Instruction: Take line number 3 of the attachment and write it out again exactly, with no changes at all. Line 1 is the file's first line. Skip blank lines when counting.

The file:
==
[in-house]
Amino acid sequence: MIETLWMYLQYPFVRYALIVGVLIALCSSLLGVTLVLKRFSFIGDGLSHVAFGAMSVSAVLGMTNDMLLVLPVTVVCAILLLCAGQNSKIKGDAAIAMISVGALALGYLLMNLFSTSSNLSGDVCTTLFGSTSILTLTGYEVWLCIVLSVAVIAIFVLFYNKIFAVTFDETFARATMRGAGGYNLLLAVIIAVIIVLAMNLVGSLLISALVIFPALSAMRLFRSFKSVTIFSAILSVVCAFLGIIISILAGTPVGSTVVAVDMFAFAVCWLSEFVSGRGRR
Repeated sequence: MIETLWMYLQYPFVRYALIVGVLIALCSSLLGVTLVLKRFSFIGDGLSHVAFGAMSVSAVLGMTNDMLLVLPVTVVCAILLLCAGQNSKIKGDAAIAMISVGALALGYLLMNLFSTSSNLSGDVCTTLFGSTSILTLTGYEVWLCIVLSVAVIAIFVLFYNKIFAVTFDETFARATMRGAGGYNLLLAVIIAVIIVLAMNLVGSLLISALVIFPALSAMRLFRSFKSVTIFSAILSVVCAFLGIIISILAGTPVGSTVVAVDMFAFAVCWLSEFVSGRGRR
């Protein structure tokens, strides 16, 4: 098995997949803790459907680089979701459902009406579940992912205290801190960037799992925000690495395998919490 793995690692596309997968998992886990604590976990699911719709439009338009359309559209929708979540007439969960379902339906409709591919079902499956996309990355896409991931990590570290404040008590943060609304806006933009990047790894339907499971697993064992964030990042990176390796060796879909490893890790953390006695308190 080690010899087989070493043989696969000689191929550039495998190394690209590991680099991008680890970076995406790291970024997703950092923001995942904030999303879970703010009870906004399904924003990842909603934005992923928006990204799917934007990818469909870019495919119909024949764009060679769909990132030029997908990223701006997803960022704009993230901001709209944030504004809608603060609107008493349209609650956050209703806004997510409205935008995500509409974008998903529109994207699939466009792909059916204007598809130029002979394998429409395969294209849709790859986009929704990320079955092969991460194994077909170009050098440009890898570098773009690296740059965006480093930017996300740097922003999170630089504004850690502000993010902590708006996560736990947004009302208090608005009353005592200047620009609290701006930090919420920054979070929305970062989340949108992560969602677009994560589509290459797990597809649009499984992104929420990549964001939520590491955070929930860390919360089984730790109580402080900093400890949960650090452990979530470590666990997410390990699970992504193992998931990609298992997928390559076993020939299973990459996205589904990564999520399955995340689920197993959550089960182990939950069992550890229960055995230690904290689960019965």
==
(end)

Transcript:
Repeated sequence: MIETLWMYLQYPFVRYALIVGVLIALCSSLLGVTLVLKRFSFIGDGLSHVAFGAMSVSAVLGMTNDMLLVLPVTVVCAILLLCAGQNSKIKGDAAIAMISVGALALGYLLMNLFSTSSNLSGDVCTTLFGSTSILTLTGYEVWLCIVLSVAVIAIFVLFYNKIFAVTFDETFARATMRGAGGYNLLLAVIIAVIIVLAMNLVGSLLISALVIFPALSAMRLFRSFKSVTIFSAILSVVCAFLGIIISILAGTPVGSTVVAVDMFAFAVCWLSEFVSGRGRR